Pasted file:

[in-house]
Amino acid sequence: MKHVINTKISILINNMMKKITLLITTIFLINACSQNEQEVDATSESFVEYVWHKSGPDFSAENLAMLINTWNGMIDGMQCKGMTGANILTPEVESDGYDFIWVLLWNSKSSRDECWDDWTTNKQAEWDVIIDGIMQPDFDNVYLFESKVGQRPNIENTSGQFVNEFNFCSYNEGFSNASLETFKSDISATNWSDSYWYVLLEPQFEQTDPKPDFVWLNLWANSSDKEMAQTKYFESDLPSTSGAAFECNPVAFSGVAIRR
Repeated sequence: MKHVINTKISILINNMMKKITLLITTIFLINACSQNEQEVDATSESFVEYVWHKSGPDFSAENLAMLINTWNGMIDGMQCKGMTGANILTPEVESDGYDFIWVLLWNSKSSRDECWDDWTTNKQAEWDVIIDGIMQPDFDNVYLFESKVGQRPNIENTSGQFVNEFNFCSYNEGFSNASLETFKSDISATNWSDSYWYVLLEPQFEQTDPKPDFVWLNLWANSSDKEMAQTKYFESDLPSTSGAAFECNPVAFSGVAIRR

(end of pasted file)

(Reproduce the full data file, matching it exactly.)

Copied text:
[in-house]
Amino acid sequence: MKHVINTKISILINNMMKKITLLITTIFLINACSQNEQEVDATSESFVEYVWHKSGPDFSAENLAMLINTWNGMIDGMQCKGMTGANILTPEVESDGYDFIWVLLWNSKSSRDECWDDWTTNKQAEWDVIIDGIMQPDFDNVYLFESKVGQRPNIENTSGQFVNEFNFCSYNEGFSNASLETFKSDISATNWSDSYWYVLLEPQFEQTDPKPDFVWLNLWANSSDKEMAQTKYFESDLPSTSGAAFECNPVAFSGVAIRR
Repeated sequence: MKHVINTKISILINNMMKKITLLITTIFLINACSQNEQEVDATSESFVEYVWHKSGPDFSAENLAMLINTWNGMIDGMQCKGMTGANILTPEVESDGYDFIWVLLWNSKSSRDECWDDWTTNKQAEWDVIIDGIMQPDFDNVYLFESKVGQRPNIENTSGQFVNEFNFCSYNEGFSNASLETFKSDISATNWSDSYWYVLLEPQFEQTDPKPDFVWLNLWANSSDKEMAQTKYFESDLPSTSGAAFECNPVAFSGVAIRR